How I Joined Yoga to Lose Weight But accidentally ended Up Falling in Love with Myself Instead
As an over-weight Indian girl from a young age, watching weight was part of the ‘sanskar package’ (family values) that I inherited.
All forms and/or formats of workout be it aerobics, gym, Mickey Mehta classes, etc. . . . you name it, and I have given those classes more than a mere ‘shot’. So much so, I have lost count of the number of classes that I have enrolled and attended in my growing up years.
However, all these were of no avail. My weight always used to come back. My weight was like sand; the more I wanted to hold it together, the more I used to watch it slip through my fingers.
Childhood of giving away powers
In my growing up years, I postponed my dressing up sensibilities to that time in the future when I will be a particular number on the weighing scale. “Better to be safe than sorry” used to ring in my head before every decision – be it picking up clothes, activities, food, etc.
This not only deprived me of the ‘carefree-ness’ of my childhood, but also further, established firm roots of fear, guilt, and shame in me as a young adult.
As a teenager, I signed up for yoga classes with my mom, but in that class, I was ‘shamed’ for a stiff body.
My stiff upper body, in contrast to my mother’s flexibility, was a running joke in the class. The impact of that unnecessary comparison and shame left me with a bad competitive vibe. There was never a notion of enjoying some “me-time” or celebrating my existence. I had loved the idea of yoga but the class was toxic to my mind space. All yoga poses were converted into landmarks that have to be achieved.
Simultaneously, all this was negatively impacting my self-image, self-talk, and self-confidence. In those years, everything turned into a competition. Every activity had an objective to achieve or a goal to conquer. I developed a transactional outlook on life.
The cycle of self-doubt continued for a good two decades. Then post my marriage, a great landmark in the Indian household when one is given an ‘official degree to be an adult’, I told myself that, now, things have to be different – even though I had no idea ‘how’. Yet I wired myself not to let myself sabotage my efforts and not allow my past to define my future or even my present for that matter.
Giving in to my inner child yearning, with my yoga mat, I reached a yoga studio in my neighborhood. The class was immersive and I loved every bit of it.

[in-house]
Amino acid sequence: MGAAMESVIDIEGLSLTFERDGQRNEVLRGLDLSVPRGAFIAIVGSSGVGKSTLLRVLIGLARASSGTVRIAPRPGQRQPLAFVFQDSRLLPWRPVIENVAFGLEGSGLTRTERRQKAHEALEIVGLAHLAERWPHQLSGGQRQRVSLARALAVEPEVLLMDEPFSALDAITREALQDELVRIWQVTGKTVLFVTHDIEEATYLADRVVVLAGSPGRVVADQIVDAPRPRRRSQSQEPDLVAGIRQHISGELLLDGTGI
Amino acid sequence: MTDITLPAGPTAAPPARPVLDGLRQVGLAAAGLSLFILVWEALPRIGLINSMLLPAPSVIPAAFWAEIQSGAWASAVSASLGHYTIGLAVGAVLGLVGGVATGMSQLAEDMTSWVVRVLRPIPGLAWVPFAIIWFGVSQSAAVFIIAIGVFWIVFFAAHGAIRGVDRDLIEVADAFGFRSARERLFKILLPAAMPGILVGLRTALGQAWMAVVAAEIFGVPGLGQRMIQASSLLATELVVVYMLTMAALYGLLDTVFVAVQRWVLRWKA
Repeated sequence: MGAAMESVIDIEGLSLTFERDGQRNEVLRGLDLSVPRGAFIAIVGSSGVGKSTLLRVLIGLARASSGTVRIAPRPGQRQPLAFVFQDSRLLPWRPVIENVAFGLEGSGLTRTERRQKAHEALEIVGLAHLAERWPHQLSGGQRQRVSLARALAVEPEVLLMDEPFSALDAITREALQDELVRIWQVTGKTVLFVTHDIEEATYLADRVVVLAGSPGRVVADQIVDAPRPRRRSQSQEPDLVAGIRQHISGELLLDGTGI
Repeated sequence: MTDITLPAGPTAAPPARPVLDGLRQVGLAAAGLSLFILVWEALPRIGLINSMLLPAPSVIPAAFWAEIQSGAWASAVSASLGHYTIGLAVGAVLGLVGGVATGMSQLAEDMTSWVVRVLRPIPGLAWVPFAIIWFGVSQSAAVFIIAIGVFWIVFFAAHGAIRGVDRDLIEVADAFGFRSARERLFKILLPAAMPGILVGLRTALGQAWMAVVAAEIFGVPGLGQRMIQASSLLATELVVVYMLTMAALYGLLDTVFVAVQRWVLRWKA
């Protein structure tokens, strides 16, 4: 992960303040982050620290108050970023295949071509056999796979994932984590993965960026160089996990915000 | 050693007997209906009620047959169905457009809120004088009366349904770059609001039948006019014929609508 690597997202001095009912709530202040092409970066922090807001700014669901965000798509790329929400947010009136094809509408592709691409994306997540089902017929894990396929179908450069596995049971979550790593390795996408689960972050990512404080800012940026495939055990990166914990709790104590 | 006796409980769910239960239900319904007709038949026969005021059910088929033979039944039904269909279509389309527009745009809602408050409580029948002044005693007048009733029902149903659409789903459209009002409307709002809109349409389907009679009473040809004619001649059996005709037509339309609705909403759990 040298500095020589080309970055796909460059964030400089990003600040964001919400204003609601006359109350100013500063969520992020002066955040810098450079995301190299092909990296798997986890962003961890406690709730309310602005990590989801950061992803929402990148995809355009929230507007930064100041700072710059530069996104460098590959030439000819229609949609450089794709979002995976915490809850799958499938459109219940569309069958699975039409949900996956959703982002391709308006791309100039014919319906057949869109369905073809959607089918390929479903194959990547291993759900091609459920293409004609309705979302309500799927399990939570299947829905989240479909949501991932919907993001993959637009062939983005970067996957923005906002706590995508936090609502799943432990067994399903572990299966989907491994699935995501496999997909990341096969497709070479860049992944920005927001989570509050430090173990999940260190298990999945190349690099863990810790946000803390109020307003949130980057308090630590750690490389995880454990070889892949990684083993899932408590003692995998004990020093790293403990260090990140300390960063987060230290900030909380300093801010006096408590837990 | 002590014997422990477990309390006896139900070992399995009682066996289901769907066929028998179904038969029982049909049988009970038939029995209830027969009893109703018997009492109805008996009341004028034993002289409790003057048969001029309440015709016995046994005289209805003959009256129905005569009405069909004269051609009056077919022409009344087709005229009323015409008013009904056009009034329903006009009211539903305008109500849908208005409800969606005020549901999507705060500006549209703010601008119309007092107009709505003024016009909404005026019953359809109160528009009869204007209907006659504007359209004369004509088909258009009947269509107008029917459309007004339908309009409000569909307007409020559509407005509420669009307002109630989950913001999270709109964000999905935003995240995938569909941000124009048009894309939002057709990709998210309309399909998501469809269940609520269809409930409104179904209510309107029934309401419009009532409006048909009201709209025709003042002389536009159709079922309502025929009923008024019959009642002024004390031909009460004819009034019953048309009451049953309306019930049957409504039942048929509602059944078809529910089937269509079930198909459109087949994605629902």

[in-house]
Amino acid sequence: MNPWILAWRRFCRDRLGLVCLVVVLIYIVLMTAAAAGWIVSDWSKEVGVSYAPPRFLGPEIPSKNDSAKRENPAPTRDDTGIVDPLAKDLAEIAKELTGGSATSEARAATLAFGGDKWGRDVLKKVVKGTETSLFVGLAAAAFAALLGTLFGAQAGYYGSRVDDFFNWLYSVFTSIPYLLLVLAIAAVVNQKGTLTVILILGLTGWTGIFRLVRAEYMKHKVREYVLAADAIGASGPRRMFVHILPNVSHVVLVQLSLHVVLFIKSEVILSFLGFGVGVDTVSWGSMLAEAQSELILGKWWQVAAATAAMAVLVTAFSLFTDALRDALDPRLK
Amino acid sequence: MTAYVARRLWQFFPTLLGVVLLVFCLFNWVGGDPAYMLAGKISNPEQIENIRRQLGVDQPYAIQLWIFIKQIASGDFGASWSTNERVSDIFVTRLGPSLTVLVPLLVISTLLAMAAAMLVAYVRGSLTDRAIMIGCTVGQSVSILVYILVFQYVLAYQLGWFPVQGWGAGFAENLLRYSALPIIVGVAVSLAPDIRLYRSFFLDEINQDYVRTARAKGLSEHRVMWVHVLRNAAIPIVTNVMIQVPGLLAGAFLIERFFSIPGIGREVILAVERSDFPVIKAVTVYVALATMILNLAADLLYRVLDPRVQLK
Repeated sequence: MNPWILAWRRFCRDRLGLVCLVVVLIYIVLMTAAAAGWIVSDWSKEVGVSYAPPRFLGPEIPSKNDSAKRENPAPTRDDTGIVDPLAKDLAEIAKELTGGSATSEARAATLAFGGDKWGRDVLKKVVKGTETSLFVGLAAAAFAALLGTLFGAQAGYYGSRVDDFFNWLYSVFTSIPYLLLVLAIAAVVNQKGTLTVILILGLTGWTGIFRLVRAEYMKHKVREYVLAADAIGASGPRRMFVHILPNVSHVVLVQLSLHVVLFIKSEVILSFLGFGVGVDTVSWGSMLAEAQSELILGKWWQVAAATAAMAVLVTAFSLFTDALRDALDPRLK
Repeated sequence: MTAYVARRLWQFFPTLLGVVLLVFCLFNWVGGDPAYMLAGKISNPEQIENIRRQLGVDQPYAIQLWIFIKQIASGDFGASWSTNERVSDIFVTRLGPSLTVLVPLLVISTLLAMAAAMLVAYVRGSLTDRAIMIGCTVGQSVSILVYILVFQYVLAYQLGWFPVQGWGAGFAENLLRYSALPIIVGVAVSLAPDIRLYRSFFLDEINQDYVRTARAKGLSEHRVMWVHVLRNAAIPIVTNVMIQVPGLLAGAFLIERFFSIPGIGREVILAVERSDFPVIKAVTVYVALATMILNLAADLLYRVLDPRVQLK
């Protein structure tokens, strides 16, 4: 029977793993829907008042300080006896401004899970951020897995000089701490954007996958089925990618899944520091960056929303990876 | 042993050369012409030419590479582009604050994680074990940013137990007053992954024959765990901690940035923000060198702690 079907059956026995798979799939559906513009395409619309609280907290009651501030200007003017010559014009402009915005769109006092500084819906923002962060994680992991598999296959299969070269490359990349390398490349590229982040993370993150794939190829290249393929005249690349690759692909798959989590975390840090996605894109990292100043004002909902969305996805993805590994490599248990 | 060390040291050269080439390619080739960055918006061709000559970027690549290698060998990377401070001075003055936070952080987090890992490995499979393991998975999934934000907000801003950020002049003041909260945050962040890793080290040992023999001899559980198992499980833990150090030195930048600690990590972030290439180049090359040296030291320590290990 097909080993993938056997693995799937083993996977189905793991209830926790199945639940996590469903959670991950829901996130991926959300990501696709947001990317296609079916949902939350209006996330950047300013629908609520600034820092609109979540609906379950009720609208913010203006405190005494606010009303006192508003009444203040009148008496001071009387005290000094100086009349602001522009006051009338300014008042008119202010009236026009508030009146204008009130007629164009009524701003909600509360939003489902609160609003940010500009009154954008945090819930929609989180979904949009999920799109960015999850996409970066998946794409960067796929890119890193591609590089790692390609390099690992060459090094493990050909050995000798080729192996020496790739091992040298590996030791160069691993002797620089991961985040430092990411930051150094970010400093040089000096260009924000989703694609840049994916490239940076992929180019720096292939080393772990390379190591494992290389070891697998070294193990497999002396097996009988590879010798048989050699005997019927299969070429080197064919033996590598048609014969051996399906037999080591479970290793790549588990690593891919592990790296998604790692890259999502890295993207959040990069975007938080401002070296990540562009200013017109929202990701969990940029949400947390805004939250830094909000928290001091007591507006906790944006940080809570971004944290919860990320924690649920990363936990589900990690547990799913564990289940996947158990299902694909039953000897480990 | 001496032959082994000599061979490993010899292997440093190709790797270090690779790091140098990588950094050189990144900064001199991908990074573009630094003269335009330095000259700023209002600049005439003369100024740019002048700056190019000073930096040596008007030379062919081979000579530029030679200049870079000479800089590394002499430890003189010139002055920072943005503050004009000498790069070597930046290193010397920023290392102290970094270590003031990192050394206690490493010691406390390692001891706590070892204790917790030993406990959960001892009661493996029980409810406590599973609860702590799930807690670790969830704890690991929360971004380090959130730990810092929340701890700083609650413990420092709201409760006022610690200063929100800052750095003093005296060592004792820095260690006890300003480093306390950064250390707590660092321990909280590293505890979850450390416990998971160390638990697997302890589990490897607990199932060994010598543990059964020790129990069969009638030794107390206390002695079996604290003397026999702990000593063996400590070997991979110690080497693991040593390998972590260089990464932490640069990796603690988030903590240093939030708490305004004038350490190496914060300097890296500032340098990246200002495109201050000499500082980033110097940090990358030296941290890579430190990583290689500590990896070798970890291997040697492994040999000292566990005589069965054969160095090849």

However, like the twisted tale of a puppy, I went up to my instructor to know ‘how much weight can I lose?”.
She candidly said ‘none’.
I want to quote her answer here –
“It will be unfair to put a goal with a metaphysical experience that yoga offers. Commit yourself to the mat and then let your mind and body do their thing.”
That was my cue!
My inner voice told me that this is the change that I am seeking.
Her words completely changed my perspective (and since then i’ve never under-estimated the power of words).
After all the shaming and struggle, somebody told me to pursue an activity for the sheer joy of it. Prayers of no-strings-attached, pure unconditional feelings were finally answered.
We are all in this together
Soon to be 30 Aakanksha is a complete turnaround from her teenage days.
Today, I roll out my mat because I feel like it.
My self-talk is not ‘my arms are weak’ but what can I do to further strengthen my arms.
Today I am not disheartened when I cannot do certain asana, but I enjoy going deeper into asana that I have previously ‘perfected’.
The oneness of my breath and body makes me calm and puts me in a place of gratitude.
These days I hug myself more because I feel the need to compensate for all the self-hatred in the past.
As a creature of habit, I might check my weight once in a week (or more times), but that number on the weighing scale has lesser control over me.
I am finally making a conscious decision not to be defined by that number.
As a bonus, in this journey, my heart is so full of love that I have more love to offer to others.
Today when I pen this, I sincerely hope that you will also give yourself another chance. It is not going to be easy, but it will be worth the effort.
All it requires is a little bit of consciousness/ awareness on our part and you will see that your demon – be it weight, relationship, abusive habit etc, loses all its power (that power to drive you mad) over you.
In the end, just like that, ‘the weight’ <insert your demon> will have no weight.
This article drips of authenticity and I’m sure everyone relates to it in some form or another! Way to go, lots of love and light to you! 💕
Thank you Neha 💖